During an interview on November 5 at 92Y in New York City, METALLICA drummer Lars Ulrich spoke about how important achieving independence by owning all of the band’s master recordings — including both music and long-form videos — has been in having a long and successful career.
“[METALLICA‘s longtime managers, Q Prime founders] Cliff [Burnstein] and Peter [Mensch] were smart enough to anticipate that the primary carrot at the of that journey for the first 20 years or whatever was the masters,” he said. “The masters. The recording tapes. The records. So if you can get ownership of your own records… And I know that sounds a little odd. People go, ‘Well, who owned them before?’ Well, guess who owned them. The record companies owned them. The record companies, basically… they gave you money to make a record, then they own the records, and then they own them, sort of, in perpetuity. So Peter and Cliff said, ‘Let’s gun for getting our masters back.’ And at that time, there was really nobody that had that — maybe [Bruce] Springsteen, Prince, one or two other artists at that level. But that was what we went for. So lo and behold, we ended up getting our masters back. So when METALLICA became our own record company five, seven years ago, all of a sudden our whole business model changed, because now we have to sort of run all of this ourselves.”
He continued: “So we have our setup in Northern California and have a lot more people in Northern California than we used to and a lot of people to manage there and have some great people that all live under the umbrella of what we call HQ, and that’s our record company and our touring entity and some management stuff there, and our managers, Q Prime, are here in New York and have a big office, and then we have people in L.A. and stuff.”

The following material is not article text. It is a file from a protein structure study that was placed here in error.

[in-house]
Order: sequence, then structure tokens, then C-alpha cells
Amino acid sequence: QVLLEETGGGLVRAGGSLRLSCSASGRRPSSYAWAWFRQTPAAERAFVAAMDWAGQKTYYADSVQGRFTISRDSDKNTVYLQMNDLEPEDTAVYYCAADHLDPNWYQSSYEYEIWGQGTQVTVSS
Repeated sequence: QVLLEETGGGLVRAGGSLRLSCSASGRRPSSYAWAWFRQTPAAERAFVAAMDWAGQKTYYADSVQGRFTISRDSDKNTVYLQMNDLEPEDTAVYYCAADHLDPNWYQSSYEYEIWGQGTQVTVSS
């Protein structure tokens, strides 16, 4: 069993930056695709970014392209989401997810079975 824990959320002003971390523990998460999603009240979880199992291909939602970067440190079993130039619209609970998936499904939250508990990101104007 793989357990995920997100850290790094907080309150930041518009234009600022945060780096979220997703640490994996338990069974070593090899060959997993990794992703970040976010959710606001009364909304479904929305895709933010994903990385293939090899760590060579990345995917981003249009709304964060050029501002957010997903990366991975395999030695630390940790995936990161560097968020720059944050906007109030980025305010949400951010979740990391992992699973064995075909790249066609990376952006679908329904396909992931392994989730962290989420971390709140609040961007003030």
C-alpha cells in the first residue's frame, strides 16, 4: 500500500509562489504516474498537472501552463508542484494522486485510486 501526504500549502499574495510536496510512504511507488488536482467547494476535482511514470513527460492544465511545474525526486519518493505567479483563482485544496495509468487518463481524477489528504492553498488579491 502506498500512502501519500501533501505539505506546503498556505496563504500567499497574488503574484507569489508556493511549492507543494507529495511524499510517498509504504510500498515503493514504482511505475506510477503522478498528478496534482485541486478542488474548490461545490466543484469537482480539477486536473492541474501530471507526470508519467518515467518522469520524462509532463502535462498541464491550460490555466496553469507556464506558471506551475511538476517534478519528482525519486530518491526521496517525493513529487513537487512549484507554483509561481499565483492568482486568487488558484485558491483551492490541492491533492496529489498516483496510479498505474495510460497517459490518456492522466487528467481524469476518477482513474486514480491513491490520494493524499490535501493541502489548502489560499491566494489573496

Back in 2012, METALLICA regained control of its entire back catalog and launched its own label called Blackened Recordings. They have since been using this imprint to launch a massive reissue campaign.
“From a business point of view, it fits in with the way everything else does, which is the word ‘autonomy,'” Lars explained during the 92Y interview. “I mean, we try to be free, we try to be autonomous, we try to make decisions not based on anything other than what’s right for METALLICA and for how we see our own path. And it’s a combination of… half the time you feel like you’re sort of steering it, and the other half the time you feel like you’re just hanging on as it’s kind of steering itself.”
Ulrich, who has lived in the San Francisco Bay Area — the technology hub of the United States — for more than three decades, added: “The one thing that you hear a lot from a lot of these tech people… People sit there and go, ‘Well, you know, the guys at Apple must know what iPhone 25 looks like, because they certainly look that far ahead.’ I can tell you from knowing some of these people, they don’t know what iPhone 11 looks like, okay? Because everything in that world is that you have to be ready for what the other guy’s gonna do or that’s gonna come and ambush you, so you have to be ready to change your business model at any time. And any of those people in that world will tell you that that’s the primary M.O., really.
“And so what we try to do in our little world is try to… Nobody really knows… The demise of the music business has come and gone and now it’s kind of the Wild West. So whenever you make a record, you have to be prepared to just move in whatever ways feels right at that very moment, because six months from now or 12 months from now, the business may look diffferent. So you always have to be ready to just hang on as the beast is steering itself through some of these different dynamics.”